• Subject Name : Nursing

Old Patient with Nausea and Vomiting and The Role of The Registered Nurse

Introduction of Mr. Douglas Case Study

Mr. Douglas a 70-year-old man was admitted to the emergency department as he was feeling unwell for 4 days at home due to vomiting and nausea. His observations are temperature 39, respiratory rate 24, oxygen saturation 92%, heart rate 120, 7/10 abdominal pain, blood pressure 90/60. He had abdominal distention and the bowel did not open for the last 4 days.

Systematic Assessment

A systematic assessment in nursing and health care is used to optimize the management and patient care. The assessment strategies include focused assessments, head-to-toe assessments, and ABCDE assessments (Immonen et al. 2019).

Respiratory (RESP) Assessment

As the patient is having a habit of excessive smoking for the past 30 years so he will be assessed for his airways. The test conducted would assess the respiratory muscle strength, lung function test using a spirometer, chest X-ray, and measurement of chest expansion. It was found that his respiratory functions and lung strength were poor. The breathing rate will be recorded that found to be 24 that is quite high than the normal value of 12-18 as the airways are inflamed (Riess et al. 2018).

Cardiovascular system (CVS) Assessment

Cigarette smoking developed free radicals on the vascular system that affected respiratory muscles with reduced blood supply. The circulatory system will also be assessed in which heart rate was found to be 120 which is a high value than the normal value of 60-80 beats per minute (Garrison et al. 2017). Smoking increases the heart rate as major arteries are tightened resulting in abnormal heart rhythm. It also changes blood pressure and the test showed a very low BP of 90/60 mmHg and low BP often leads to nausea. A cardiac output assessment test will also be conducted as a smoking old patient often has poor output values.

Kidney (RENAL) Assessments

A urine output assessment test will also be conducted as a smoking old patient often has poor output values. A normal value of 2.2 l/day is expected but as the patient is an alcoholic so his values will be different/high (Zhang et al. 2017). The patient will be assessed for blood glucose levels (BGL) of 90-120 mg/dl as with age the BGL varies (Zhang et al. 2017). His sodium, albumin, potassium levels will be assessed as the patient is an alcoholic and smoking addict.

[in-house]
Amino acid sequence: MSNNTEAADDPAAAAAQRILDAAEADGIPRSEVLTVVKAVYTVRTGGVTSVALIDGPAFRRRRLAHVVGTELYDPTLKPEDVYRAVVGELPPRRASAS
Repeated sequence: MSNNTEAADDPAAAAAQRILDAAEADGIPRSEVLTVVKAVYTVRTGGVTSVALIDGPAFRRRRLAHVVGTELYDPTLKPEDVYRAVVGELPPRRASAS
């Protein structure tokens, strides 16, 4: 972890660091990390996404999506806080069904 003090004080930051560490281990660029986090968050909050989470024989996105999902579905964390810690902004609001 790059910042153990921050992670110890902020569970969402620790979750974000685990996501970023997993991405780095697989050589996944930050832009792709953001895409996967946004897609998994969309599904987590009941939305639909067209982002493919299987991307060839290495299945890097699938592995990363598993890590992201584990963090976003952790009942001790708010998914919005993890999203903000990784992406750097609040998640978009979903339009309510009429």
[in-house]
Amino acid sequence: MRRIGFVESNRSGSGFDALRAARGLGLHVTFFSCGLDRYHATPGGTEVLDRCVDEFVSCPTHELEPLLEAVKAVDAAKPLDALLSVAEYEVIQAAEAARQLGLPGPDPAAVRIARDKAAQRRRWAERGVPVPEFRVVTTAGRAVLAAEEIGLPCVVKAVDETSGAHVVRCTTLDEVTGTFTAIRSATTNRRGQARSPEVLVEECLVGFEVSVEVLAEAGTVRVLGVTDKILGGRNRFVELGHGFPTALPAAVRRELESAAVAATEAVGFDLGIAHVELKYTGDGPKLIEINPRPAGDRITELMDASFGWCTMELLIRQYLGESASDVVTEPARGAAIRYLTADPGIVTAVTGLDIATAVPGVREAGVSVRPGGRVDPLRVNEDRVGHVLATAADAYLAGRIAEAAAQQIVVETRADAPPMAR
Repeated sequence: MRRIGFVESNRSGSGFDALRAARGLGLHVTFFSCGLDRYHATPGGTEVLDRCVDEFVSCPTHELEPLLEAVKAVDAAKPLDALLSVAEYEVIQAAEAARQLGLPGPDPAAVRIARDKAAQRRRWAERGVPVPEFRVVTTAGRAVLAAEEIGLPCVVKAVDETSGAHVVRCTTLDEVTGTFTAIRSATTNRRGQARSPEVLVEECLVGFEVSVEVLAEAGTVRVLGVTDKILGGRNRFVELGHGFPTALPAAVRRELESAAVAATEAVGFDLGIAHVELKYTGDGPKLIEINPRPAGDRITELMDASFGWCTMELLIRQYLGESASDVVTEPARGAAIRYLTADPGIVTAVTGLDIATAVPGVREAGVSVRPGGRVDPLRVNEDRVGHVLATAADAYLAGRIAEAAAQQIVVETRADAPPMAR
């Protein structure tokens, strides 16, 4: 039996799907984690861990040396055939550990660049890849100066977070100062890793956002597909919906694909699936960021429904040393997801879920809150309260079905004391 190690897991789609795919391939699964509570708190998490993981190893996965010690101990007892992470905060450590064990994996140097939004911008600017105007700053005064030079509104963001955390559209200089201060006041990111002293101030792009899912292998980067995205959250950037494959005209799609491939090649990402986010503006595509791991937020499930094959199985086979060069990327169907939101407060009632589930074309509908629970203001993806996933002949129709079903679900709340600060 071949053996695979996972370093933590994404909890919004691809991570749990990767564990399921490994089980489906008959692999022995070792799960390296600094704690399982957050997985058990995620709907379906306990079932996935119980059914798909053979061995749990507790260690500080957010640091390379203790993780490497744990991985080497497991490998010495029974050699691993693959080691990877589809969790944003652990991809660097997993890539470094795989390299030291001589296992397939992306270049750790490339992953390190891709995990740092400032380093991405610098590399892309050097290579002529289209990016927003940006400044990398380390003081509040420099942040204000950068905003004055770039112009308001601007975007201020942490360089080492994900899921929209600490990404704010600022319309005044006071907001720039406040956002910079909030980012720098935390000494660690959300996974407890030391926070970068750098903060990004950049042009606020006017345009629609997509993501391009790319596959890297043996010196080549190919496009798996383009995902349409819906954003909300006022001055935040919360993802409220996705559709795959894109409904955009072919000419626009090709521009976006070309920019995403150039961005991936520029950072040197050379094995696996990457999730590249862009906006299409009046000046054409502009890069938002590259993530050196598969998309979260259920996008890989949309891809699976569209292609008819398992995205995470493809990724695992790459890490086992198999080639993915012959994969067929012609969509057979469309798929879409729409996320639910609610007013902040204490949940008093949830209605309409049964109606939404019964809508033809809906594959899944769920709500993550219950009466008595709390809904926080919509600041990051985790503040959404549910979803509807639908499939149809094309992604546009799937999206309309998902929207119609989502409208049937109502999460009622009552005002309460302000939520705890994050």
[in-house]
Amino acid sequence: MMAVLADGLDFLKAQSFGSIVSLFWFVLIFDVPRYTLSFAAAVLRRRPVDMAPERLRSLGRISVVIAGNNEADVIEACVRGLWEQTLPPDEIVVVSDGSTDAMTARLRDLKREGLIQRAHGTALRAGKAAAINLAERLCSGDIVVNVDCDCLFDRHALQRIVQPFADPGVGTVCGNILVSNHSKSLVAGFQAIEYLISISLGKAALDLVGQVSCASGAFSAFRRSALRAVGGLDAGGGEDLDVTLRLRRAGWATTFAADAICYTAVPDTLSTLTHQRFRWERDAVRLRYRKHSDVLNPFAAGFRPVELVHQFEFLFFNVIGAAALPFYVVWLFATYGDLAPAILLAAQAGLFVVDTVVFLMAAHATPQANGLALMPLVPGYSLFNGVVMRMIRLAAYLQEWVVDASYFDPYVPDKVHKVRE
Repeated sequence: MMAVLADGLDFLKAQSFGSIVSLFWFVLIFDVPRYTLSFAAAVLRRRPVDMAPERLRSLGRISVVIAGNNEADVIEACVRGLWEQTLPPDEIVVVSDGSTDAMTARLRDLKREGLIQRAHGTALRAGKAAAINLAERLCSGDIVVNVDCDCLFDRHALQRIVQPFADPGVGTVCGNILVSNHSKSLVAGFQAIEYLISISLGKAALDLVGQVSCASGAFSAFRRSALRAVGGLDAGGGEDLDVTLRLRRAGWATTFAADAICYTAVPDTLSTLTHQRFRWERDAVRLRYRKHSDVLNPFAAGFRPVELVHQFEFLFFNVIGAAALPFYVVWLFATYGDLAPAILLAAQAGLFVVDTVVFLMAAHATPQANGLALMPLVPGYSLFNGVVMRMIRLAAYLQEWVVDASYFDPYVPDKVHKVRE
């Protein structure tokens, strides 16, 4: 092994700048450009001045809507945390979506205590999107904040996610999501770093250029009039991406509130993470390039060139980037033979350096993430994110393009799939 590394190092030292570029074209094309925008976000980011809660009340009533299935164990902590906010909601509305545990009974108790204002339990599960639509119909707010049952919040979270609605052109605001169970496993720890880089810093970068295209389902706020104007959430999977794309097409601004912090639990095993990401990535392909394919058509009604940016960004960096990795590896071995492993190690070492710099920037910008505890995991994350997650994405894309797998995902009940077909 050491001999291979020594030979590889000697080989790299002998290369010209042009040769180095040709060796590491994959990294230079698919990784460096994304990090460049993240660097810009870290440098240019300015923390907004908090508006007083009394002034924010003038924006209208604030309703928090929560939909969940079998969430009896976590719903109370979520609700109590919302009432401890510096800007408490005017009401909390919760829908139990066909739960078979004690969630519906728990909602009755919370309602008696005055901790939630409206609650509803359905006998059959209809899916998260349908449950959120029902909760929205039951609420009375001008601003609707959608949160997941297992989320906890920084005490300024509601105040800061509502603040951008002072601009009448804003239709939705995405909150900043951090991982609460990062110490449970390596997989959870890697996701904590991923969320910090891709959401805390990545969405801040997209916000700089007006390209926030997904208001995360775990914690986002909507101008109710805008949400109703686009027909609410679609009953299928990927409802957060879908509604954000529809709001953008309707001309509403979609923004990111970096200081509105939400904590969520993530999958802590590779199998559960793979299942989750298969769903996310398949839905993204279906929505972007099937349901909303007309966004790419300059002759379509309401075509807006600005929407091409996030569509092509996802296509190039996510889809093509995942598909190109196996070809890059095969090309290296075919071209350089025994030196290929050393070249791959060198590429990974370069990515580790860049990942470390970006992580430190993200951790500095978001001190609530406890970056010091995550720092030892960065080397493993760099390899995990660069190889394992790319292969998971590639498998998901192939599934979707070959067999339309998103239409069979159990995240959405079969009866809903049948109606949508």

Central nervous system (CNS) Assessment

As the patient is a long-term smoker and beer intake is also high so for his CNS assessments, a CT scan, arteriogram, and electroencephalography (EEG) will be taken for secondary assessments. The expected values of a normal old patient are – EEG 9.46 Hz (Biswas et al. 2019). This test detects the brain activity and smoking decreases it whereas in alcoholic patients the values are elevated.

Abdominal (ABDO) Assessment

As the patient is having no bowel movement for the last 4 days so he will be assessed for constipation. A detailed assessment of the stool and conduction of the digital rectal exam will provide detailed information about the problems faced by the patient. As per the patient’s condition, it is expected that he might show a dark-colored stool. In the case of an abdominal assessment, the patient will be checked for palpation of the abdomen to identify if there is any pain or not.

Other Assessments

The other assessments can be vitamin-D blood tests as a smoking or alcohol addict patient often has low levels of vitamin-D. ECG can also be performed to test heart function and it is expected that a patient like Mr. Douglas will show heart-related problems like elevated heart rate or less oxygen availability of the heart. A cut-annoyed-guilty-eye (CAGE) test can also be performed with Mr. Douglas. It is a simple test containing a questionnaire to know about the problems associated with alcohol (Lamichhane et al. 2019). This feedback from the patient can be very helpful to plan the treatment and management café plans for him. As the patient had a history of diverticulitis so a CT scan will ensure that whether he had developed this health issue again or not.

Priorities of Treatment

The priority for treatment is for the high respiratory rate. It can be treated by using an inhaler like albuterol as it opens the airways or administration of beta-blockers like bisoprolol or atenolol. As the patient is suffering from nausea and vomiting it is the role of a registered nurse (RN) to ensure that the patient’s body is getting proper oxygen levels. According to Kandula et al. (2019), the RN should do the following steps in beta-blockers administration: monitoring of older patients for the occurrence of mental confusion after administration, monitor/evaluation of the side-effects if any and check for allergies. The nursing interventions for a patient with nausea and vomiting are frequent liquid meals, educate the patient to avoid smell or food that causes nausea and a frequent blood electrolyte check-up. According to Riess et al. (2018), in the management of patients with nausea and vomiting sometimes the use of anti-anxiety drugs like benzodiazepines can play an important role as it also helps in making the patient feel more relaxed and calm. As the common causes of nausea and vomiting are fluids and electrolyte imbalance or infections and as the patient is also a smoker and alcohol addict so it should be ensured that there is no intake of alcohol or cigarettes by the patient, as these factors can deteriorate his health.